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Winter is coming, but not as much as it used to

Winter is coming, but not as much as it used to

From UNH News Service: Researchers at the University of New Hampshire have found clear signs of a decline in frost days, snow-covered days and other indicators of winter that could have lasting impacts on ecosystems, water supplies, the economy, tourism and human...

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Why are fungal diseases causing so much havoc?

White-nose syndrome obliterating entire species of bats. Chytridiomycosis devastating frogs and salamanders worldwide. Snake fungal disease, a devastating ailment that has just shown up in New England. The fungus carried by emerald ash borers that are wiping out all...

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The art of underwater sound

A lot of art/science mashups aren't terribly impressive. They're often something along the lines of a statue that contains Erlenmeyer flasks, or a fractal picture, or a melody-free song called Quantum Uncertainty. The UNH Center for Acoustics Research and Education is...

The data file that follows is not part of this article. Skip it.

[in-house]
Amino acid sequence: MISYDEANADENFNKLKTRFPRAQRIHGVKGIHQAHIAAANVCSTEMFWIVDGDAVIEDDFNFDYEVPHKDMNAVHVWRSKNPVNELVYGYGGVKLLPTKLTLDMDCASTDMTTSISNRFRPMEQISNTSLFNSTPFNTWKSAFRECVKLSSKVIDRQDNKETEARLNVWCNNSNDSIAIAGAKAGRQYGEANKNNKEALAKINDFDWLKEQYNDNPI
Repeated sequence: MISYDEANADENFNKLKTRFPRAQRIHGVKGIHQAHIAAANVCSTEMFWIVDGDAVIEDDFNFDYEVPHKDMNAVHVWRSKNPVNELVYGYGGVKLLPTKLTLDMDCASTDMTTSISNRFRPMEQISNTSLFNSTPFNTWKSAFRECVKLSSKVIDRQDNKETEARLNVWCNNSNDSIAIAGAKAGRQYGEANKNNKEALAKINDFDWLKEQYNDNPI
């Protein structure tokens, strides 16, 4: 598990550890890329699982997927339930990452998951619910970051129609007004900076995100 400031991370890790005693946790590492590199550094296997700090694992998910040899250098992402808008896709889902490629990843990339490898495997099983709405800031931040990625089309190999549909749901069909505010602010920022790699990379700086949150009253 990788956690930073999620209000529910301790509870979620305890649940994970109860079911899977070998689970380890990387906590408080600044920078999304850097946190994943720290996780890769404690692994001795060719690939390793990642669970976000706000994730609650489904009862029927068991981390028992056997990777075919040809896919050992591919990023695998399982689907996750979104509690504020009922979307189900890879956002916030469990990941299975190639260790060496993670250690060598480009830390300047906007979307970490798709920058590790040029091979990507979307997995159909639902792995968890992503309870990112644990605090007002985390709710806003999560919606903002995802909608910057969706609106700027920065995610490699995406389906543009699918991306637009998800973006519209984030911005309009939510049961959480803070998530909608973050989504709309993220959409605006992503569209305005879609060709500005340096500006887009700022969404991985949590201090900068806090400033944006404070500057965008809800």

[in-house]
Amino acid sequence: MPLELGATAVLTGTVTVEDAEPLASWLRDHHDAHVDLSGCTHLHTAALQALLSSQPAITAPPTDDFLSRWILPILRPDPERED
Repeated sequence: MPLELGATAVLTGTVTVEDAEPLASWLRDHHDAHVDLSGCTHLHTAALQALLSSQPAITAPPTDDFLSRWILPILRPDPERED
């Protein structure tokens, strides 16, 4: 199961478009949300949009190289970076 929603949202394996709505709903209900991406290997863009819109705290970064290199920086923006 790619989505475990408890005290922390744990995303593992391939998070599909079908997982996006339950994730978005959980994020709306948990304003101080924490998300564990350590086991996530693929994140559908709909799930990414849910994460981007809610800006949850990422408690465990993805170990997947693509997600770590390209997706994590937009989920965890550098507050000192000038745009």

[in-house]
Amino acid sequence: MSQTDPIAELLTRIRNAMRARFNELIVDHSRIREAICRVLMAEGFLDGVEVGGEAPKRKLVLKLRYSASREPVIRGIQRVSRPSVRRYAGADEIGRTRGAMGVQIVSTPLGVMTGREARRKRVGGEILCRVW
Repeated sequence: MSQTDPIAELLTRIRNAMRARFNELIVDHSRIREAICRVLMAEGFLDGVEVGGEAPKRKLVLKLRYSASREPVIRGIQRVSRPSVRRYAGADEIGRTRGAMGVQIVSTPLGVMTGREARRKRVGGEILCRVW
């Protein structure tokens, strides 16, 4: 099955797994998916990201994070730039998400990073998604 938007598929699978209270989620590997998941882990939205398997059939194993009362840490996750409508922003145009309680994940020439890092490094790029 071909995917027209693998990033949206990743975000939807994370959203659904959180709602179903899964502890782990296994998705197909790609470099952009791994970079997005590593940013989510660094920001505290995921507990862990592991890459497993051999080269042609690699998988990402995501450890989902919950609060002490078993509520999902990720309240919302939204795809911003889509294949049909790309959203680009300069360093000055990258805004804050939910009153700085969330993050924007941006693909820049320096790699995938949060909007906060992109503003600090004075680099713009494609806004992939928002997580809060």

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Making a ‘climate-ready’ culvert

Regular readers (hi, mom!) know that I love culverts, those thousands of pipes/mini-bridges under that carry streams under New Hampshire roadways. They are the perfect symbol and example of the reality of dealing with climate change, which is why this blog has seen...

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About Granite Geek

Dave Brooks has written a science/tech column since 1991 – yes, that long – and has written this blog since 2006, keeping an eye on topics of geekish interest in and around New Hampshire, from software to sea level rise, population dynamics to printing (3-D, of course). He moderates monthly Science Cafe NH discussions, beer in hand, and discusses the geek world regularly on WKXL radio in Concord.

Brooks earned a bachelor’s degree in mathematics but got lost on the way to the Ivory Tower and ended up in a newsroom. He has reported for newspapers from Tennessee to New England. Rummage through his bag of awards you’ll find oddities like three Best Blog prizes from the New Hampshire Press Association and a Writer of the Year award from the N.H. Farm and Forest Bureau, of all places. He joined the Concord Monitor in 2015.

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